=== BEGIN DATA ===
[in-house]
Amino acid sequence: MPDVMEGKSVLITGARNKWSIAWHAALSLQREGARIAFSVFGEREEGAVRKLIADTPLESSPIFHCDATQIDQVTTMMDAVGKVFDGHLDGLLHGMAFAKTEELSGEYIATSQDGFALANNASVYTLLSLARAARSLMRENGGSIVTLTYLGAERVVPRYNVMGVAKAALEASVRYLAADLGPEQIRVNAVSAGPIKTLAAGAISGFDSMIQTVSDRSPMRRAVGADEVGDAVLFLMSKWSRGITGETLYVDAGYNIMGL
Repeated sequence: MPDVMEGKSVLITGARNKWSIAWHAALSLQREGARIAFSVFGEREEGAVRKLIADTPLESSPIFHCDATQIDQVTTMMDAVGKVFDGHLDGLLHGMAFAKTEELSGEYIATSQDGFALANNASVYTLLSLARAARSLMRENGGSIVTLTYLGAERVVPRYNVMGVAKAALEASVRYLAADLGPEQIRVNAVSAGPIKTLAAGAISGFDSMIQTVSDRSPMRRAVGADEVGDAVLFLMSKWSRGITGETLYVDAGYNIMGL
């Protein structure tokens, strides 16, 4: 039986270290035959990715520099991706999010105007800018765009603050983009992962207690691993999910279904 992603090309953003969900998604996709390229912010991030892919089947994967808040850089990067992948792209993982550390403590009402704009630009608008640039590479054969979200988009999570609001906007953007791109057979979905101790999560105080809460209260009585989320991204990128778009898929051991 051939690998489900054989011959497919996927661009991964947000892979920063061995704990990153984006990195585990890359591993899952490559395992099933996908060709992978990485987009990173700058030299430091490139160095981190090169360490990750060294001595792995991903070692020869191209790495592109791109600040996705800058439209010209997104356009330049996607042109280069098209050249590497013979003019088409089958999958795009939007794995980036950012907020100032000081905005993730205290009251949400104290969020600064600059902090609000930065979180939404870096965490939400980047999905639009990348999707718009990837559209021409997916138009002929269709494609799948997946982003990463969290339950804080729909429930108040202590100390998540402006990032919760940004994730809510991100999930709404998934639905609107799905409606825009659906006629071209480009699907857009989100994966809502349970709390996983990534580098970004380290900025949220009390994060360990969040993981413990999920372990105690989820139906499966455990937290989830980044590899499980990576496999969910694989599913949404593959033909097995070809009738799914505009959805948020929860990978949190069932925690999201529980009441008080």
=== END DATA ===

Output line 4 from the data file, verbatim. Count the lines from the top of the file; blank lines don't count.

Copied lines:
């Protein structure tokens, strides 16, 4: 039986270290035959990715520099991706999010105007800018765009603050983009992962207690691993999910279904 992603090309953003969900998604996709390229912010991030892919089947994967808040850089990067992948792209993982550390403590009402704009630009608008640039590479054969979200988009999570609001906007953007791109057979979905101790999560105080809460209260009585989320991204990128778009898929051991 051939690998489900054989011959497919996927661009991964947000892979920063061995704990990153984006990195585990890359591993899952490559395992099933996908060709992978990485987009990173700058030299430091490139160095981190090169360490990750060294001595792995991903070692020869191209790495592109791109600040996705800058439209010209997104356009330049996607042109280069098209050249590497013979003019088409089958999958795009939007794995980036950012907020100032000081905005993730205290009251949400104290969020600064600059902090609000930065979180939404870096965490939400980047999905639009990348999707718009990837559209021409997916138009002929269709494609799948997946982003990463969290339950804080729909429930108040202590100390998540402006990032919760940004994730809510991100999930709404998934639905609107799905409606825009659906006629071209480009699907857009989100994966809502349970709390996983990534580098970004380290900025949220009390994060360990969040993981413990999920372990105690989820139906499966455990937290989830980044590899499980990576496999969910694989599913949404593959033909097995070809009738799914505009959805948020929860990978949190069932925690999201529980009441008080």